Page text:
"Kill Them with Kindness: How Party Strategies Influence Voters' Tolerance of Political Corruption in Developing Democracies"

Thursday, July 13, 2017
JWS - Room J15 (J375) (University of Glasgow)
Albana Shehaj , Political Science, University of Michigan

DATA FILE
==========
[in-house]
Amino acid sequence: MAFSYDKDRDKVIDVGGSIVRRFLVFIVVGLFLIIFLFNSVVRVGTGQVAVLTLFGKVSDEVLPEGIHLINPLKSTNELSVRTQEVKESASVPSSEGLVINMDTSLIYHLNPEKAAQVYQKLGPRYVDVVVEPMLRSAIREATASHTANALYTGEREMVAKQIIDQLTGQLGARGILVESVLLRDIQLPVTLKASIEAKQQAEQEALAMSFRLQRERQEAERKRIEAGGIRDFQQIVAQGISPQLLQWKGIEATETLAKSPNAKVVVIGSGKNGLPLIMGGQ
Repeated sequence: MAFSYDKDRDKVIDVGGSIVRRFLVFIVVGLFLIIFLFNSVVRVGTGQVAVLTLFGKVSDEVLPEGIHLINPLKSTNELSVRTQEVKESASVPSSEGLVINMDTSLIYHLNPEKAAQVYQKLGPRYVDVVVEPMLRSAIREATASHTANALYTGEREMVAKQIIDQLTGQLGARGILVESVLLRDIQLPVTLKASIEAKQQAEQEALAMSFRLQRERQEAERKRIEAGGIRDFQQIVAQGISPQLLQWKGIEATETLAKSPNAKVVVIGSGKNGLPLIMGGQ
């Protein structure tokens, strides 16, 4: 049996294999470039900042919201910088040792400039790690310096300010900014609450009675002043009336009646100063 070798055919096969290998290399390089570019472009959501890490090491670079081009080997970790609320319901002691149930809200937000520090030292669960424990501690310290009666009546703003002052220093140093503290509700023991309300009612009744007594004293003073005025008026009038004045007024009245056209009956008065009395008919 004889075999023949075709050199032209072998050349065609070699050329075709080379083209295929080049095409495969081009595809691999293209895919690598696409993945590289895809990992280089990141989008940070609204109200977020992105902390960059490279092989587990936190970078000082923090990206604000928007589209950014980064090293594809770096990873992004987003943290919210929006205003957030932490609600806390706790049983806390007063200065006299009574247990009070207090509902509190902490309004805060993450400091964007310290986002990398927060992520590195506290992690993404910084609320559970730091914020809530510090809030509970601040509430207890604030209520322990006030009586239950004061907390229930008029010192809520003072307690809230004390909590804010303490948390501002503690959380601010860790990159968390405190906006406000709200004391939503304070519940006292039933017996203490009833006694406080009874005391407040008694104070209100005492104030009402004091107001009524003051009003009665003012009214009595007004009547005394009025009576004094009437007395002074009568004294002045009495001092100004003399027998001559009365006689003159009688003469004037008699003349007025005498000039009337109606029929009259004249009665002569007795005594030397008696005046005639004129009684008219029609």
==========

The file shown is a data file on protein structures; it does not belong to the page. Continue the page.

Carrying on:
Why do voters fail to punish corruption and what strategies do parties utilize to ensure electoral viability and inoculate themselves from voters' wrath? Despite its repercussions on economic and democratic developments, corruption continues to disrupt the political patterns of Europe’s transitioning democracies. While distinct in frequency and magnitude, patterns of electoral tolerance of corruption persist across the region even as voters are both informed of its existence and able to punish it via mechanisms of electoral accountability.  This project explores this puzzle by introducing a theoretical model that shifts away from the dyadic nature of clientelist exchanges and traditional patron-client relations focused on tangible benefits as currency for short-term electoral support. By considering both macro and micro factors that influence voters’ electoral support of corrupt actors and parties, I posit that despite their tendency to engage in practices that are discordant with democratic norms of accountability, voters are unwilling to punish corrupt politicians affiliated with parties that provide long-term policy and institutional benefits. I test these conjectures on a subset of transitioning democracies of Eastern European and the Balkan regions during the period of 1990–2013. I employ a methodological approach that combines a multivariate empirical analysis with qualitative evidence from two case studies and find preliminary support for the proffered hypotheses.